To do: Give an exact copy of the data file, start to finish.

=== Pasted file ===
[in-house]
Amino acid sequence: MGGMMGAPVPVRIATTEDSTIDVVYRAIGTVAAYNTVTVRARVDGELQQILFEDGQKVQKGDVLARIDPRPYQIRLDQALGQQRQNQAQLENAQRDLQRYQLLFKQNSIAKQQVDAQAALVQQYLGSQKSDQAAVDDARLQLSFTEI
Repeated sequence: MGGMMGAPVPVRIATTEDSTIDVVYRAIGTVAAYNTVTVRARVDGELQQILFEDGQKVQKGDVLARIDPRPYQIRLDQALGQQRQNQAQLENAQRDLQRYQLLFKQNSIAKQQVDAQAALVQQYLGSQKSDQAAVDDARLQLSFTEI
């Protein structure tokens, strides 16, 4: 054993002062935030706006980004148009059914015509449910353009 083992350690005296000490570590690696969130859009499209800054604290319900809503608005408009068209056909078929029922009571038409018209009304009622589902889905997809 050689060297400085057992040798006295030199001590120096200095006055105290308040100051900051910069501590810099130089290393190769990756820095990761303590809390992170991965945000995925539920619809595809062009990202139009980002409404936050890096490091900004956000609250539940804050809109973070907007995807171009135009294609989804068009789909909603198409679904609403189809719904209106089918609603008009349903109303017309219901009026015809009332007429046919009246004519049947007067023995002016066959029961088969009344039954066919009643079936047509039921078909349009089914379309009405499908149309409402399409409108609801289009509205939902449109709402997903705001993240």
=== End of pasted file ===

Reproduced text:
[in-house]
Amino acid sequence: MGGMMGAPVPVRIATTEDSTIDVVYRAIGTVAAYNTVTVRARVDGELQQILFEDGQKVQKGDVLARIDPRPYQIRLDQALGQQRQNQAQLENAQRDLQRYQLLFKQNSIAKQQVDAQAALVQQYLGSQKSDQAAVDDARLQLSFTEI
Repeated sequence: MGGMMGAPVPVRIATTEDSTIDVVYRAIGTVAAYNTVTVRARVDGELQQILFEDGQKVQKGDVLARIDPRPYQIRLDQALGQQRQNQAQLENAQRDLQRYQLLFKQNSIAKQQVDAQAALVQQYLGSQKSDQAAVDDARLQLSFTEI
């Protein structure tokens, strides 16, 4: 054993002062935030706006980004148009059914015509449910353009 083992350690005296000490570590690696969130859009499209800054604290319900809503608005408009068209056909078929029922009571038409018209009304009622589902889905997809 050689060297400085057992040798006295030199001590120096200095006055105290308040100051900051910069501590810099130089290393190769990756820095990761303590809390992170991965945000995925539920619809595809062009990202139009980002409404936050890096490091900004956000609250539940804050809109973070907007995807171009135009294609989804068009789909909603198409679904609403189809719904209106089918609603008009349903109303017309219901009026015809009332007429046919009246004519049947007067023995002016066959029961088969009344039954066919009643079936047509039921078909349009089914379309009405499908149309409402399409409108609801289009509205939902449109709402997903705001993240």